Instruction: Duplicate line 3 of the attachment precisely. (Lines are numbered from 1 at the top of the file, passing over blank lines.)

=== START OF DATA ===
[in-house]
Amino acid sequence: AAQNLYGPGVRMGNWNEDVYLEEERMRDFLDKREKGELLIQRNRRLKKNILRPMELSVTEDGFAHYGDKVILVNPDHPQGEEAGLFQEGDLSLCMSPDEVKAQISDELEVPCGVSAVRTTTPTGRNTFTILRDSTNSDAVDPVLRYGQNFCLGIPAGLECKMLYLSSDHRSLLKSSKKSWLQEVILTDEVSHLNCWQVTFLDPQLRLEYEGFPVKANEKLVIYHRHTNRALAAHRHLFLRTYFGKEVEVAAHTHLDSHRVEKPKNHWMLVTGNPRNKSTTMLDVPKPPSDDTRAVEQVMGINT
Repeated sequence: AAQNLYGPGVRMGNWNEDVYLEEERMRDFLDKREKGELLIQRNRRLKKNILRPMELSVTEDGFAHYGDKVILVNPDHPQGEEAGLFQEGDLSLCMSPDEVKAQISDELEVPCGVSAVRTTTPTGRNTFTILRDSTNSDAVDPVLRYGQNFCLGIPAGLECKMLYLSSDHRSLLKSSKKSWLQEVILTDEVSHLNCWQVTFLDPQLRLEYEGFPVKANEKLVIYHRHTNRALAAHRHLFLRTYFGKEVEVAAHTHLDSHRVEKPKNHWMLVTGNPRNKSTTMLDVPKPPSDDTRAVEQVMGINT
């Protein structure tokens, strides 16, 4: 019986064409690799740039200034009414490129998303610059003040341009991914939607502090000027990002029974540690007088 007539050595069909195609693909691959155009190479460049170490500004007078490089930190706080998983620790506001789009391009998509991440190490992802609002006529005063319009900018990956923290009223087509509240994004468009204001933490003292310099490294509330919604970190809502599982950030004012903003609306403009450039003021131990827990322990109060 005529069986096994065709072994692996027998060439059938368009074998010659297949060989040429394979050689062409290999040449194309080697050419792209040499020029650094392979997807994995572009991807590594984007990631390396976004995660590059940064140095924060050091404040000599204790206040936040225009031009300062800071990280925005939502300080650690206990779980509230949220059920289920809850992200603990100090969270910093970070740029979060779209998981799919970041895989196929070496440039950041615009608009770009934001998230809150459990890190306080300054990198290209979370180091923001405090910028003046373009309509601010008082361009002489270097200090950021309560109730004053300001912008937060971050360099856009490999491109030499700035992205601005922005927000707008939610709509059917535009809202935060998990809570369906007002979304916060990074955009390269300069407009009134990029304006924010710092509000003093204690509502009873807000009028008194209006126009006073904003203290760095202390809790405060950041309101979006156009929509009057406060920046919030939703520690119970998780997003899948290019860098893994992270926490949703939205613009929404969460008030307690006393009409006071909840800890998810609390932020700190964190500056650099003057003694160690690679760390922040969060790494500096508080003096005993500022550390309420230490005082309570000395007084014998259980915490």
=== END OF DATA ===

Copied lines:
Repeated sequence: AAQNLYGPGVRMGNWNEDVYLEEERMRDFLDKREKGELLIQRNRRLKKNILRPMELSVTEDGFAHYGDKVILVNPDHPQGEEAGLFQEGDLSLCMSPDEVKAQISDELEVPCGVSAVRTTTPTGRNTFTILRDSTNSDAVDPVLRYGQNFCLGIPAGLECKMLYLSSDHRSLLKSSKKSWLQEVILTDEVSHLNCWQVTFLDPQLRLEYEGFPVKANEKLVIYHRHTNRALAAHRHLFLRTYFGKEVEVAAHTHLDSHRVEKPKNHWMLVTGNPRNKSTTMLDVPKPPSDDTRAVEQVMGINT